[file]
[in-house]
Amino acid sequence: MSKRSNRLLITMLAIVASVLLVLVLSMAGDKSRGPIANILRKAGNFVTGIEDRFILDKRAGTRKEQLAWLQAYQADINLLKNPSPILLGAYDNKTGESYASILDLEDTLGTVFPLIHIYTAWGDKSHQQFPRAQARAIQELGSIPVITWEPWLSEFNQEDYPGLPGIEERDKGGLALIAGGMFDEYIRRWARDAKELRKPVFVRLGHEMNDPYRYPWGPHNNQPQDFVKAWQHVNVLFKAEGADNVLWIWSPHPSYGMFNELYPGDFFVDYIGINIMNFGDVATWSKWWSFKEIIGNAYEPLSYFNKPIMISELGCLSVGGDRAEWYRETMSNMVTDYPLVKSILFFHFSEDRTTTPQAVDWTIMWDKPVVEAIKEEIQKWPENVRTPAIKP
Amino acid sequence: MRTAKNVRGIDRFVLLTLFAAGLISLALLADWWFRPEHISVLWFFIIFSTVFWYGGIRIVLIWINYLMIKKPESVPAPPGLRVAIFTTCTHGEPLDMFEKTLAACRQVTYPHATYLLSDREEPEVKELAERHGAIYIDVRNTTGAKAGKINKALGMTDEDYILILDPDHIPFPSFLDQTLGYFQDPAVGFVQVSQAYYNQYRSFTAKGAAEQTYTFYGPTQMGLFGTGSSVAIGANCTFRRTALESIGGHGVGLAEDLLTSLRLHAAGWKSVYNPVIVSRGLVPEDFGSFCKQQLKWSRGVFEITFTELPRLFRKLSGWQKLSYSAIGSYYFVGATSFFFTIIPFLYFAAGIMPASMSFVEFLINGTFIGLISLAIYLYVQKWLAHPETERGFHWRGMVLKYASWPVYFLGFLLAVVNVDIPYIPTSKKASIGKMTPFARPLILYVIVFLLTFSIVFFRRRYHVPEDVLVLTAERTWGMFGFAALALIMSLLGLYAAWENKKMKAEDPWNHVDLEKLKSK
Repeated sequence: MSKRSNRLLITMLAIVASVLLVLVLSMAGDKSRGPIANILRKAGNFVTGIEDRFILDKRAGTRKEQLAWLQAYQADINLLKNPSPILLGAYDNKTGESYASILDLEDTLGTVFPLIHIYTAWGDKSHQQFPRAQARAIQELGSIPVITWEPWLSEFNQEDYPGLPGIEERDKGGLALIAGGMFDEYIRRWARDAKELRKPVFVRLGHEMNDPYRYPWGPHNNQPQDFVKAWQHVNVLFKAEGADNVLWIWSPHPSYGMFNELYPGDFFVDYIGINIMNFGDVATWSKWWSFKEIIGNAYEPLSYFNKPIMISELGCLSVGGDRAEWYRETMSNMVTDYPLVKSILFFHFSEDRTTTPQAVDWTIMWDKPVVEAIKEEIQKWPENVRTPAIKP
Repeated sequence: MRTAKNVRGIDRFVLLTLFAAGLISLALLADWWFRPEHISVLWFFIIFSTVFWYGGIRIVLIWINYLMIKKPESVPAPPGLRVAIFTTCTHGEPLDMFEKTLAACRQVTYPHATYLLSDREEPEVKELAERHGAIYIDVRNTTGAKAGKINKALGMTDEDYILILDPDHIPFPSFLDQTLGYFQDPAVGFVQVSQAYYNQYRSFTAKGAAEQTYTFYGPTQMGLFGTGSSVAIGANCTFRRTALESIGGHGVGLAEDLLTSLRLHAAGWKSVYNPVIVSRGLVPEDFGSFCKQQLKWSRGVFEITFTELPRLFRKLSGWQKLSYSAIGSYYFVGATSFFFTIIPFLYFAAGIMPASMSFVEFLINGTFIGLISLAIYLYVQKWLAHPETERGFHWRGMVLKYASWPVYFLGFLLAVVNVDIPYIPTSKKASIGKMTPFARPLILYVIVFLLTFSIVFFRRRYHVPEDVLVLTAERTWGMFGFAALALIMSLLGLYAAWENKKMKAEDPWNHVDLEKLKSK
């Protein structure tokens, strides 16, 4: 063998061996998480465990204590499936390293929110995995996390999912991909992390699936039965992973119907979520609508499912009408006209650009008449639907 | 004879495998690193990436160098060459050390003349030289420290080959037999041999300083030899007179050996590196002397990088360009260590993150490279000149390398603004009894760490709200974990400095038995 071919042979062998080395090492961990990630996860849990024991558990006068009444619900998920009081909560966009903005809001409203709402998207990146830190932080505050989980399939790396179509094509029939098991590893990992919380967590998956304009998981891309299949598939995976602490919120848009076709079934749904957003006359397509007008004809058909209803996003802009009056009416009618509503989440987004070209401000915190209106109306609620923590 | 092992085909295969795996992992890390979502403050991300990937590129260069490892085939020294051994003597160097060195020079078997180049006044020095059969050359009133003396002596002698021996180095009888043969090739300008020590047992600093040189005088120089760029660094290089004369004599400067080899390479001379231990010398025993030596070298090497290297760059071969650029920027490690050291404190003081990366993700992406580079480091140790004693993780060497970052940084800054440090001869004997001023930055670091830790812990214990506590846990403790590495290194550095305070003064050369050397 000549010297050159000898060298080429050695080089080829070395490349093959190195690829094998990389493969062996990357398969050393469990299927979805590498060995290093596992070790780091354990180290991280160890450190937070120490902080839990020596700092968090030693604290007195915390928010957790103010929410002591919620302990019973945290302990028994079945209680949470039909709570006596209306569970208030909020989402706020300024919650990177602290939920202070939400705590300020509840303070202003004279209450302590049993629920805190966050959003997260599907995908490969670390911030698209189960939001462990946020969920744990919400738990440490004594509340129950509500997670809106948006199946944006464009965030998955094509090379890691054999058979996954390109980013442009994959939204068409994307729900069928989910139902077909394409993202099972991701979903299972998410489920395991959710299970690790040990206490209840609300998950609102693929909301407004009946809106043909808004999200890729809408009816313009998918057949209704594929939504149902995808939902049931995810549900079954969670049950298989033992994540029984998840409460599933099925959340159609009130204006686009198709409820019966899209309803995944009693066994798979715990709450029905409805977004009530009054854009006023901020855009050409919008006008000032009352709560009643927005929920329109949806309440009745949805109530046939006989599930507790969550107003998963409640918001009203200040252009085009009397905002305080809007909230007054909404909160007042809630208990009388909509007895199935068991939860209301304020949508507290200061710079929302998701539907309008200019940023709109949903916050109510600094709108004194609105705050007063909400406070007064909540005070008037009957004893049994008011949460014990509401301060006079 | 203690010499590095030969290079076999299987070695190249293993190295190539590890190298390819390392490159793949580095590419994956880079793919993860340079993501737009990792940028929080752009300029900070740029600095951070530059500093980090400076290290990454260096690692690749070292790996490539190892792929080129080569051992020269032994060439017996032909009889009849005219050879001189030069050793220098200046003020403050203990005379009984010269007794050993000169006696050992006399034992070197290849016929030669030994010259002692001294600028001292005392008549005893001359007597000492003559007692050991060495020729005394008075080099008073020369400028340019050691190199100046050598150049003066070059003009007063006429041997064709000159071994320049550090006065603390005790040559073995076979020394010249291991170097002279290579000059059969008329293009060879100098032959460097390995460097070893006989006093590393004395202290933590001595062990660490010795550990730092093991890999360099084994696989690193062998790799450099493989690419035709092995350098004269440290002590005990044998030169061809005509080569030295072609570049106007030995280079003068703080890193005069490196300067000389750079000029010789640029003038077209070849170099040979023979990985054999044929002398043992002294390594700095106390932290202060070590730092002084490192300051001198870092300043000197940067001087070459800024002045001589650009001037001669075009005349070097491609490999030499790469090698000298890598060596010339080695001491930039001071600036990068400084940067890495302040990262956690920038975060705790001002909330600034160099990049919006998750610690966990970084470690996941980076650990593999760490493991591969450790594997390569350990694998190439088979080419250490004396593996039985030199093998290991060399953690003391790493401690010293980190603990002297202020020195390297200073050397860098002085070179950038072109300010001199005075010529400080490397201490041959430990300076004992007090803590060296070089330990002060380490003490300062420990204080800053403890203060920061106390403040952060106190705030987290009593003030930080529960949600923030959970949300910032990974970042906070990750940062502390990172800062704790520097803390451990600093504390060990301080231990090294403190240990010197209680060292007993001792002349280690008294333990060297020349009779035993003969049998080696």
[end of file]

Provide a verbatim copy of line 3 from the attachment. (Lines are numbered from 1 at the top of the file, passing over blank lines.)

Amino acid sequence: MRTAKNVRGIDRFVLLTLFAAGLISLALLADWWFRPEHISVLWFFIIFSTVFWYGGIRIVLIWINYLMIKKPESVPAPPGLRVAIFTTCTHGEPLDMFEKTLAACRQVTYPHATYLLSDREEPEVKELAERHGAIYIDVRNTTGAKAGKINKALGMTDEDYILILDPDHIPFPSFLDQTLGYFQDPAVGFVQVSQAYYNQYRSFTAKGAAEQTYTFYGPTQMGLFGTGSSVAIGANCTFRRTALESIGGHGVGLAEDLLTSLRLHAAGWKSVYNPVIVSRGLVPEDFGSFCKQQLKWSRGVFEITFTELPRLFRKLSGWQKLSYSAIGSYYFVGATSFFFTIIPFLYFAAGIMPASMSFVEFLINGTFIGLISLAIYLYVQKWLAHPETERGFHWRGMVLKYASWPVYFLGFLLAVVNVDIPYIPTSKKASIGKMTPFARPLILYVIVFLLTFSIVFFRRRYHVPEDVLVLTAERTWGMFGFAALALIMSLLGLYAAWENKKMKAEDPWNHVDLEKLKSK